518A.32 POTENTIAL INCOME.
Subdivision 1. General.
This section applies to child support orders, including orders for
past support or reimbursement of public assistance, issued under this chapter, chapter 256, 257,
518B, or 518C. If a parent is voluntarily unemployed, underemployed, or employed on a less than
full-time basis, or there is no direct evidence of any income, child support must be calculated
based on a determination of potential income. For purposes of this determination, it is rebuttably
presumed that a parent can be gainfully employed on a full-time basis. As used in this section,
"full time" means 40 hours of work in a week except in those industries, trades, or professions
in which most employers, due to custom, practice, or agreement, use a normal work week of
more or less than 40 hours in a week.
Subd. 2. Methods.
Determination of potential income must be made according to one of
three methods, as appropriate:
(1) the parent's probable earnings level based on employment potential, recent work history,
and occupational qualifications in light of prevailing job opportunities and earnings levels in
(2) if a parent is receiving unemployment compensation or workers' compensation, that
parent's income may be calculated using the actual amount of the unemployment compensation or
workers' compensation benefit received; or
(3) the amount of income a parent could earn working full time at 150 percent of the current
federal or state minimum wage, whichever is higher.
Subd. 3. Parent not considered voluntarily unemployed, underemployed, or
employed on a less than full-time basis.
A parent is not considered voluntarily unemployed,
underemployed, or employed on a less than full-time basis upon a showing by the parent that:
(1) the unemployment, underemployment, or employment on a less than full-time basis is
temporary and will ultimately lead to an increase in income;
(2) the unemployment, underemployment, or employment on a less than full-time basis
represents a bona fide career change that outweighs the adverse effect of that parent's diminished
income on the child; or
(3) the unemployment, underemployment, or employment on a less than full-time basis is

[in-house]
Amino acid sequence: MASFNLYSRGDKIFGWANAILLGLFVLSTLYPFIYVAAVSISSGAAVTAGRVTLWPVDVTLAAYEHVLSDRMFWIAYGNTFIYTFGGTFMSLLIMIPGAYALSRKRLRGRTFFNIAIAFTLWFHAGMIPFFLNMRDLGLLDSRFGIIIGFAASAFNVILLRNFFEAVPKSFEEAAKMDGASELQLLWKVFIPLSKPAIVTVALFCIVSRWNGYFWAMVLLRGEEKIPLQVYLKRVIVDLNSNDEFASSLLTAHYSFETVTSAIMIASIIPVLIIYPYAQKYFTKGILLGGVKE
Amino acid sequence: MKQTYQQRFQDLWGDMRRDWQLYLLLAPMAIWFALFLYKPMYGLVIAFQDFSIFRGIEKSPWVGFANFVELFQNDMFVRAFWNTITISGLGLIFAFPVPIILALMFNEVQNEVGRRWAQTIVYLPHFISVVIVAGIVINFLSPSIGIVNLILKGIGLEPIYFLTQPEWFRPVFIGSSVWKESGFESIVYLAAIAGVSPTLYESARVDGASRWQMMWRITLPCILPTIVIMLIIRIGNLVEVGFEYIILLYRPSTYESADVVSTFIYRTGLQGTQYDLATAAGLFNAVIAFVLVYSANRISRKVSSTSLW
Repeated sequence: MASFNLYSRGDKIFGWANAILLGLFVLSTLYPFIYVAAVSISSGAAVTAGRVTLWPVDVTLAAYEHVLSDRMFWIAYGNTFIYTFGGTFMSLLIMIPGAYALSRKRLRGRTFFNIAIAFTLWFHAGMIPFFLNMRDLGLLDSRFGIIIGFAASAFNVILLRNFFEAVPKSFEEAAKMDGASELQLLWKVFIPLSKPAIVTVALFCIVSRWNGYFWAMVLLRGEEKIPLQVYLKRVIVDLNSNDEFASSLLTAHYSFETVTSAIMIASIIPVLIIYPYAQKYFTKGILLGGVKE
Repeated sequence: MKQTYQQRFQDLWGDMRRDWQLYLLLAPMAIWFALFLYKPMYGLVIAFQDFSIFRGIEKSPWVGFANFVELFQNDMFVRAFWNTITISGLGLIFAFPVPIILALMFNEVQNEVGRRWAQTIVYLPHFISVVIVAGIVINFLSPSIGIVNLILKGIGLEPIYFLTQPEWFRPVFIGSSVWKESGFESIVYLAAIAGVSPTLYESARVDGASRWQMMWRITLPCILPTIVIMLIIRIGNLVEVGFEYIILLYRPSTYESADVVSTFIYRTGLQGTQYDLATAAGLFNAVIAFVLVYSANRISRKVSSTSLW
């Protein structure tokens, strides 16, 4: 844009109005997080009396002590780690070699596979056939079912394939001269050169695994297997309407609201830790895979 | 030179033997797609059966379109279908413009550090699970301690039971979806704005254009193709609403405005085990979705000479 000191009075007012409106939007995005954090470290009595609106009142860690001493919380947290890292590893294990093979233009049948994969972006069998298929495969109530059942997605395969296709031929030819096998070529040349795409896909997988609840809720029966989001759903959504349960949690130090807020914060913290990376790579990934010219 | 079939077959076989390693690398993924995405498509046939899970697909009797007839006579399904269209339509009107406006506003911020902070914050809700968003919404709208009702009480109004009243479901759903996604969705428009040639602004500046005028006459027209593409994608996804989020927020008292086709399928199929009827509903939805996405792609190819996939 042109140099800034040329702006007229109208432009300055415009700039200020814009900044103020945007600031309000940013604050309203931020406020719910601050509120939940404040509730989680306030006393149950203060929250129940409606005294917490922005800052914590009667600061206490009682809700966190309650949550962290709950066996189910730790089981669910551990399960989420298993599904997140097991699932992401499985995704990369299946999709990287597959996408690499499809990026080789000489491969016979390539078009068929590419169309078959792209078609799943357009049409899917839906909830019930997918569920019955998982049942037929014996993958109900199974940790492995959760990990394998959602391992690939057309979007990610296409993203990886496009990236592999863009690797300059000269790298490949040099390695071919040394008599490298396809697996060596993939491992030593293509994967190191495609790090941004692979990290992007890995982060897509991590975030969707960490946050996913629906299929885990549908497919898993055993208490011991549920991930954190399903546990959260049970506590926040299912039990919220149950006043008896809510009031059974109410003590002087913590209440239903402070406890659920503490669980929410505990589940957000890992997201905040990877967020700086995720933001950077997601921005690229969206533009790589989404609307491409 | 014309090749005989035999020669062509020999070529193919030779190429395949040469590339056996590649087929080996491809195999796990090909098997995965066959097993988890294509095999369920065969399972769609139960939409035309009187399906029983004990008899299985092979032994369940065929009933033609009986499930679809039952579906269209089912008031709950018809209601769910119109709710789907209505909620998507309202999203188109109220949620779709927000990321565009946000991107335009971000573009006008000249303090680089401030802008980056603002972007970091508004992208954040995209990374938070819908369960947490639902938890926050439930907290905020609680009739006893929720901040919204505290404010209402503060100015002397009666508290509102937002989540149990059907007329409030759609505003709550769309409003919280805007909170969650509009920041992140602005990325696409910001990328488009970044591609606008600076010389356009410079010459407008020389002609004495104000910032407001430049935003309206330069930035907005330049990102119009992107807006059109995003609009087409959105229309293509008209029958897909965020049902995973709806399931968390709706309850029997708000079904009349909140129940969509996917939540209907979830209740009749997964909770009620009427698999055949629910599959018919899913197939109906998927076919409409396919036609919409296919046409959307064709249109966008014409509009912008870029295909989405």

because a parent is physically or mentally incapacitated or due to incarceration, except where the
reason for incarceration is the parent's nonpayment of support.
Subd. 4. TANF recipient.
If the parent of a joint child is a recipient of a temporary assistance
to a needy family (TANF) cash grant, no potential income is to be imputed to that parent.
Subd. 5. Caretaker.
If a parent stays at home to care for a child who is subject to the child
support order, the court may consider the following factors when determining whether the parent
is voluntarily unemployed, underemployed, or employed on a less than full-time basis:
(1) the parties' parenting and child care arrangements before the child support action;
(2) the stay-at-home parent's employment history, recency of employment, earnings, and the
availability of jobs within the community for an individual with the parent's qualifications;
(3) the relationship between the employment-related expenses, including, but not limited to,
child care and transportation costs required for the parent to be employed, and the income the
stay-at-home parent could receive from available jobs within the community for an individual
with the parent's qualifications;
(4) the child's age and health, including whether the child is physically or mentally disabled;
(5) the availability of child care providers.
This subdivision does not apply if the parent stays at home only to care for other nonjoint
Subd. 6. Economic conditions.
A self-employed parent is not considered to be voluntarily
unemployed, underemployed, or employed on a less than full-time basis if that parent can show
that the parent's net self-employment income is lower because of economic conditions that are
directly related to the source or sources of that parent's income.
History: 2005 c 164 s 29; 1Sp2005 c 7 s 28; 2006 c 280 s 19; 2007 c 118 s 3-6